Philosophy

Articles

The New Cosmology in Its Historical Aspect: Plato, Newton, Whitehead

Professor T. M. Forsyth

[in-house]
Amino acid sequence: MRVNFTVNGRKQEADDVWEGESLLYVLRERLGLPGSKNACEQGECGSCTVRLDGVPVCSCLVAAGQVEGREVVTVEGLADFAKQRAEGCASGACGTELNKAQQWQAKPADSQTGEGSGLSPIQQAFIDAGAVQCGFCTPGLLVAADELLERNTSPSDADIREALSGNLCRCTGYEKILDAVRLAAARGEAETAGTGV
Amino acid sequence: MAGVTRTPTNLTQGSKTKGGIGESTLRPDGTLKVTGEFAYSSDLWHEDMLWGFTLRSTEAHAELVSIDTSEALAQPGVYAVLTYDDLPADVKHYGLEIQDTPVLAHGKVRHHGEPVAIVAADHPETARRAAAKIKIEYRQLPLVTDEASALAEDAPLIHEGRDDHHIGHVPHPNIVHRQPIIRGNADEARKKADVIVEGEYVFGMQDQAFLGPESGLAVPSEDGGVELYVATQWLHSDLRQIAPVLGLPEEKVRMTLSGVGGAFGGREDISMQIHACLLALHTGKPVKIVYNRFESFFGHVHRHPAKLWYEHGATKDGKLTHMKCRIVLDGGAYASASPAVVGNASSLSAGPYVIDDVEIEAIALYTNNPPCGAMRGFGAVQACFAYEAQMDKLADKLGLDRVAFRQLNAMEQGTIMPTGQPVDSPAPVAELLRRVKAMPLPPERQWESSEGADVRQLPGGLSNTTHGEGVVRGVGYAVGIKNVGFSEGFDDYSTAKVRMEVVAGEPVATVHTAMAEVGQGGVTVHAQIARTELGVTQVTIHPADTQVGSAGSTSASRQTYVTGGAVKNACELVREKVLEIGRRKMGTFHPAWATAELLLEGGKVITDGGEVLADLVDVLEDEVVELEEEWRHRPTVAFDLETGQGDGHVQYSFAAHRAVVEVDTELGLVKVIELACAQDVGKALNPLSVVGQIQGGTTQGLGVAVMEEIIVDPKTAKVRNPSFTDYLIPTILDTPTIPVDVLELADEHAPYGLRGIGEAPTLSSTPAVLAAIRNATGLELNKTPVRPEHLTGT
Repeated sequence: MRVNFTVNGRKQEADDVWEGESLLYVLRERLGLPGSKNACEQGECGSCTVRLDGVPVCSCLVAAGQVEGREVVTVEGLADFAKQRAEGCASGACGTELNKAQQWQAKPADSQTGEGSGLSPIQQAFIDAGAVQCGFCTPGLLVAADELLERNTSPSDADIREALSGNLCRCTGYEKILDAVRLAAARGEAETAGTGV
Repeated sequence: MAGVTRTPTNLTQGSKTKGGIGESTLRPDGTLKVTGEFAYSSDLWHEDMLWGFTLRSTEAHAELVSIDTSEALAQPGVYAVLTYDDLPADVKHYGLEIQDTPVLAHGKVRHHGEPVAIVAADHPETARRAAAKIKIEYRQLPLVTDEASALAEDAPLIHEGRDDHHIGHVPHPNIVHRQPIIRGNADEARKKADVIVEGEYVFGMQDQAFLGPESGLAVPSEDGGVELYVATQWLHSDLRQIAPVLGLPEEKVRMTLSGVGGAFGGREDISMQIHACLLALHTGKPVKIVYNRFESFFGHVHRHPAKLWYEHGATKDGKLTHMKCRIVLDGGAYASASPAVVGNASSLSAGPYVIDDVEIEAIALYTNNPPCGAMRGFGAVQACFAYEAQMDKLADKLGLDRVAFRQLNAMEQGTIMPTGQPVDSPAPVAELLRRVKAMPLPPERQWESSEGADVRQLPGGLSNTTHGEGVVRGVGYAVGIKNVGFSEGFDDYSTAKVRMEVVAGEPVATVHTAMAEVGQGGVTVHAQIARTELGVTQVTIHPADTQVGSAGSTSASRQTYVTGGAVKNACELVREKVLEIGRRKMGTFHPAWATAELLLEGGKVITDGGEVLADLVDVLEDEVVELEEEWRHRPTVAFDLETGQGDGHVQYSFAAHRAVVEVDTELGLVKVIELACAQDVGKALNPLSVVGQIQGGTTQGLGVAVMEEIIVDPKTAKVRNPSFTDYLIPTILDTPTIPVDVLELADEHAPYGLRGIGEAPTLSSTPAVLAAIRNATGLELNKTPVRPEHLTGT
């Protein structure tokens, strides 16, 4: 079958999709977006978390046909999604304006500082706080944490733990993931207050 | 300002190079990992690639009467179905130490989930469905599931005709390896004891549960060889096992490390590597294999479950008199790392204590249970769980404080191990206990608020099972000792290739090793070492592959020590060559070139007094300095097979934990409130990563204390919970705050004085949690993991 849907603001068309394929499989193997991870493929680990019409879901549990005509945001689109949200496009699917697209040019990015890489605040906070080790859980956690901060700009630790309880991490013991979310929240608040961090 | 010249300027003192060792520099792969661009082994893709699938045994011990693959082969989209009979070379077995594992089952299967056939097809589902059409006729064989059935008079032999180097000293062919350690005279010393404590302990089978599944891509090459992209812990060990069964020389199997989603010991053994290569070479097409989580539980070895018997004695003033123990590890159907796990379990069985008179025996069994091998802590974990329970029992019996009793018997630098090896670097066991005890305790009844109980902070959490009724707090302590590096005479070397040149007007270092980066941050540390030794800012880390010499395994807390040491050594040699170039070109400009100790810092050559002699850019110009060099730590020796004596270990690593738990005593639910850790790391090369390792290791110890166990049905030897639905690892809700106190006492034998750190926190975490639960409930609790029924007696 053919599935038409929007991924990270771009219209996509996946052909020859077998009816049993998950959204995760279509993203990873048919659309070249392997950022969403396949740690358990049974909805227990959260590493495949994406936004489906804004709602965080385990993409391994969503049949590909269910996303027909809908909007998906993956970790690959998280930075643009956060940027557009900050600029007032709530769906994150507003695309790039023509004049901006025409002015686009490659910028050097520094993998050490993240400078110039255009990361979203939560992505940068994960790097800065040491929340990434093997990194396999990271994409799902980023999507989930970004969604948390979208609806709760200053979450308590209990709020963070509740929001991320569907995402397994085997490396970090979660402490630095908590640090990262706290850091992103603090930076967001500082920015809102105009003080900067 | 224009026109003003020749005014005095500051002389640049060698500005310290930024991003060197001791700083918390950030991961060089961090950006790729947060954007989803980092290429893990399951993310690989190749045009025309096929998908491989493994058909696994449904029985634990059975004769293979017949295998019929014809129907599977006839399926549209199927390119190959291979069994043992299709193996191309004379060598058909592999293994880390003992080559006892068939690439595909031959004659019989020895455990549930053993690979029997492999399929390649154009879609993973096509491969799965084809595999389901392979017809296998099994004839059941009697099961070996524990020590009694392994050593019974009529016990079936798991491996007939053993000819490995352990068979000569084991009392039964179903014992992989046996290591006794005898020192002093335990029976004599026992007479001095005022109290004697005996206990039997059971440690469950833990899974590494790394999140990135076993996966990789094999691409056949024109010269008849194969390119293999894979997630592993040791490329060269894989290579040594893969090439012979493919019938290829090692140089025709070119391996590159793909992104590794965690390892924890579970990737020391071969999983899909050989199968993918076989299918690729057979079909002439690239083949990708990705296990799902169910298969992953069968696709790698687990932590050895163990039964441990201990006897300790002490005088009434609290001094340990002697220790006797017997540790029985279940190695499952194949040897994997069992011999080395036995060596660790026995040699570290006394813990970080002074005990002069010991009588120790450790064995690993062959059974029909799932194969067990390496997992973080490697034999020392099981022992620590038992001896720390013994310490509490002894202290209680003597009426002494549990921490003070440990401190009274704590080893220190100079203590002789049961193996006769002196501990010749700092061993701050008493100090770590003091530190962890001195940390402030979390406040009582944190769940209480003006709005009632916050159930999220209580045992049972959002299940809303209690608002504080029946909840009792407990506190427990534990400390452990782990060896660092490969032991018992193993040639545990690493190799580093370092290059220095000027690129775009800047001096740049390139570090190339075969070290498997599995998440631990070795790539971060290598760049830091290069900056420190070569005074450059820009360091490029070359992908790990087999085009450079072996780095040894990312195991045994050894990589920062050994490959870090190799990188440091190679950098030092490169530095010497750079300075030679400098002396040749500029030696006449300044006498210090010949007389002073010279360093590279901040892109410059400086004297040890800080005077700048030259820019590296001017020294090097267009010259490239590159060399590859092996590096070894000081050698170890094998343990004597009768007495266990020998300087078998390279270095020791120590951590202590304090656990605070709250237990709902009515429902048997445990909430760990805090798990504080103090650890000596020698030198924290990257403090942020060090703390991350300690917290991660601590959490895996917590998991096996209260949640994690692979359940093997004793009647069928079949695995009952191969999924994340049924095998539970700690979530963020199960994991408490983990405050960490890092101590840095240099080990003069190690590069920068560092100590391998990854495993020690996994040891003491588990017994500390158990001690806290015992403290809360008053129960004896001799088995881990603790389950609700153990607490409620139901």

Recent developments both in science and philosophy are tending to converge upon an outlook on things that constitutes or at least foreshadows a great new synthesis. The advances made more especially in astronomical and physical knowledge—the one concerning the indefinitely vast and the other the indefinitely minute—and the similarities disclosed in the two spheres, recalling Pascal’s insistent relating of the two infinites (the infinitely great and the infinitely small), and also Bacon’s contention that such similarities are not mere analogies but “the same footsteps of nature treading or printing upon several subjects or matters,” 1 have both widened and unified our conceptions of reality. Along with this has gone the influence alike on philosophy and on the sciences generally of the development of mathematical and biological ideas. Under the combined influence, especially, of Bergson and Einstein a restatement of fundamental principles is proceeding apace.